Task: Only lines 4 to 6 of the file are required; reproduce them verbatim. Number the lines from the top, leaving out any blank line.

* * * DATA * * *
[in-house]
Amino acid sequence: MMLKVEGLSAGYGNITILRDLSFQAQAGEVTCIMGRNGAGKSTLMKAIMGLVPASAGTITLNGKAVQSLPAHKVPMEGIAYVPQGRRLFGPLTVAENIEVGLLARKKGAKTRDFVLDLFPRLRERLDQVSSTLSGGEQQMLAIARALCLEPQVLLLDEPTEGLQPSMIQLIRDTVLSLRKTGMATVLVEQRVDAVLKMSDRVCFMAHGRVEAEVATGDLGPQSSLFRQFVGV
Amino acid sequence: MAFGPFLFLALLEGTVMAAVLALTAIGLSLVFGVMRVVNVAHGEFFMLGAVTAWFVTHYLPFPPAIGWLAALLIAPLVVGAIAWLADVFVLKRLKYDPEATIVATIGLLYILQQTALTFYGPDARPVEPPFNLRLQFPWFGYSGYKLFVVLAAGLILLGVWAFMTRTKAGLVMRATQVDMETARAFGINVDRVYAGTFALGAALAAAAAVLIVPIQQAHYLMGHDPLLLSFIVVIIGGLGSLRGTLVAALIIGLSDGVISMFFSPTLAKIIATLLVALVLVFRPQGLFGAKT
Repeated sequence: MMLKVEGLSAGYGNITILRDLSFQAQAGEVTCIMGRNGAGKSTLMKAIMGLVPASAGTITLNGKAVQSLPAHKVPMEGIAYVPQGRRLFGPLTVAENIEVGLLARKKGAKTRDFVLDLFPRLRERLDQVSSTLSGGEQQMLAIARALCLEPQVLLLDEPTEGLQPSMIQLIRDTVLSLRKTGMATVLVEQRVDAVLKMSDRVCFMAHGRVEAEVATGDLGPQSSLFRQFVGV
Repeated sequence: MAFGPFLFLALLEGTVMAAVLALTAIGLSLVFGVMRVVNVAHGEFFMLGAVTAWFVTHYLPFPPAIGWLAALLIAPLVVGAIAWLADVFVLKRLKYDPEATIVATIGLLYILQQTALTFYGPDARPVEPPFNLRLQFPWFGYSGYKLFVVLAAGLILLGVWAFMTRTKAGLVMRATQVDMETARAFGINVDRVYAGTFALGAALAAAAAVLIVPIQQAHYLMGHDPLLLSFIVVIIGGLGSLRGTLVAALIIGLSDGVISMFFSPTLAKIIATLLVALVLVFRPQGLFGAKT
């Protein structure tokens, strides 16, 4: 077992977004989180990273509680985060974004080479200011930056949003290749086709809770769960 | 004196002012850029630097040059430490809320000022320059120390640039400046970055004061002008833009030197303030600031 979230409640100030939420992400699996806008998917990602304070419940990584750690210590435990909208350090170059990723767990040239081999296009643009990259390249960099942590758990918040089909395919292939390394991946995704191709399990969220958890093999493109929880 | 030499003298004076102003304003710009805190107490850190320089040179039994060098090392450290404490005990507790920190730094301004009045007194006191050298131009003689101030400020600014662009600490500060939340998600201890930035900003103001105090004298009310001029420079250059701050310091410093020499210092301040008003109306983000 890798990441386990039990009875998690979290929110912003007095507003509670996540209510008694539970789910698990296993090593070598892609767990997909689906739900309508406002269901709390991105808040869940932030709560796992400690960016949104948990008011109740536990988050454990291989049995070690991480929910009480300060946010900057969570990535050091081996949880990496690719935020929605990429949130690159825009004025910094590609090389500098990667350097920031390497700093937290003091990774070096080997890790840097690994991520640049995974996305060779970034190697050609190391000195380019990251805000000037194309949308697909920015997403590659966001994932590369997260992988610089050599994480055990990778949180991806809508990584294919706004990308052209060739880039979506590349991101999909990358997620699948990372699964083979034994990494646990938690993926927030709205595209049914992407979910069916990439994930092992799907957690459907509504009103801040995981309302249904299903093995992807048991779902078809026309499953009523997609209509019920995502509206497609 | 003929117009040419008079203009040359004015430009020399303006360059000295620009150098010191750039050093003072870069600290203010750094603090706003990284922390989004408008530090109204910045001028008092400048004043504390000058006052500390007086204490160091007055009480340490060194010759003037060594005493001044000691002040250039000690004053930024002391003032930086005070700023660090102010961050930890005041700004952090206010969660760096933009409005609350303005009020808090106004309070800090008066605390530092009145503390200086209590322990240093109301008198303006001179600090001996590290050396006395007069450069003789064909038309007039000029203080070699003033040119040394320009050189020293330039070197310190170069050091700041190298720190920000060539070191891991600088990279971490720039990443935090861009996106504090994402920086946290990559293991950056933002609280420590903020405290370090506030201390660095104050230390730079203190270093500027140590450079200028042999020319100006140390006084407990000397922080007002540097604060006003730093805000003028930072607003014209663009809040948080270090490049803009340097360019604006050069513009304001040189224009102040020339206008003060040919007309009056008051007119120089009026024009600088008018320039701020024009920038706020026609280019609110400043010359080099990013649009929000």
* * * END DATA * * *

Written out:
Repeated sequence: MMLKVEGLSAGYGNITILRDLSFQAQAGEVTCIMGRNGAGKSTLMKAIMGLVPASAGTITLNGKAVQSLPAHKVPMEGIAYVPQGRRLFGPLTVAENIEVGLLARKKGAKTRDFVLDLFPRLRERLDQVSSTLSGGEQQMLAIARALCLEPQVLLLDEPTEGLQPSMIQLIRDTVLSLRKTGMATVLVEQRVDAVLKMSDRVCFMAHGRVEAEVATGDLGPQSSLFRQFVGV
Repeated sequence: MAFGPFLFLALLEGTVMAAVLALTAIGLSLVFGVMRVVNVAHGEFFMLGAVTAWFVTHYLPFPPAIGWLAALLIAPLVVGAIAWLADVFVLKRLKYDPEATIVATIGLLYILQQTALTFYGPDARPVEPPFNLRLQFPWFGYSGYKLFVVLAAGLILLGVWAFMTRTKAGLVMRATQVDMETARAFGINVDRVYAGTFALGAALAAAAAVLIVPIQQAHYLMGHDPLLLSFIVVIIGGLGSLRGTLVAALIIGLSDGVISMFFSPTLAKIIATLLVALVLVFRPQGLFGAKT
């Protein structure tokens, strides 16, 4: 077992977004989180990273509680985060974004080479200011930056949003290749086709809770769960 | 004196002012850029630097040059430490809320000022320059120390640039400046970055004061002008833009030197303030600031 979230409640100030939420992400699996806008998917990602304070419940990584750690210590435990909208350090170059990723767990040239081999296009643009990259390249960099942590758990918040089909395919292939390394991946995704191709399990969220958890093999493109929880 | 030499003298004076102003304003710009805190107490850190320089040179039994060098090392450290404490005990507790920190730094301004009045007194006191050298131009003689101030400020600014662009600490500060939340998600201890930035900003103001105090004298009310001029420079250059701050310091410093020499210092301040008003109306983000 890798990441386990039990009875998690979290929110912003007095507003509670996540209510008694539970789910698990296993090593070598892609767990997909689906739900309508406002269901709390991105808040869940932030709560796992400690960016949104948990008011109740536990988050454990291989049995070690991480929910009480300060946010900057969570990535050091081996949880990496690719935020929605990429949130690159825009004025910094590609090389500098990667350097920031390497700093937290003091990774070096080997890790840097690994991520640049995974996305060779970034190697050609190391000195380019990251805000000037194309949308697909920015997403590659966001994932590369997260992988610089050599994480055990990778949180991806809508990584294919706004990308052209060739880039979506590349991101999909990358997620699948990372699964083979034994990494646990938690993926927030709205595209049914992407979910069916990439994930092992799907957690459907509504009103801040995981309302249904299903093995992807048991779902078809026309499953009523997609209509019920995502509206497609 | 003929117009040419008079203009040359004015430009020399303006360059000295620009150098010191750039050093003072870069600290203010750094603090706003990284922390989004408008530090109204910045001028008092400048004043504390000058006052500390007086204490160091007055009480340490060194010759003037060594005493001044000691002040250039000690004053930024002391003032930086005070700023660090102010961050930890005041700004952090206010969660760096933009409005609350303005009020808090106004309070800090008066605390530092009145503390200086209590322990240093109301008198303006001179600090001996590290050396006395007069450069003789064909038309007039000029203080070699003033040119040394320009050189020293330039070197310190170069050091700041190298720190920000060539070191891991600088990279971490720039990443935090861009996106504090994402920086946290990559293991950056933002609280420590903020405290370090506030201390660095104050230390730079203190270093500027140590450079200028042999020319100006140390006084407990000397922080007002540097604060006003730093805000003028930072607003014209663009809040948080270090490049803009340097360019604006050069513009304001040189224009102040020339206008003060040919007309009056008051007119120089009026024009600088008018320039701020024009920038706020026609280019609110400043010359080099990013649009929000």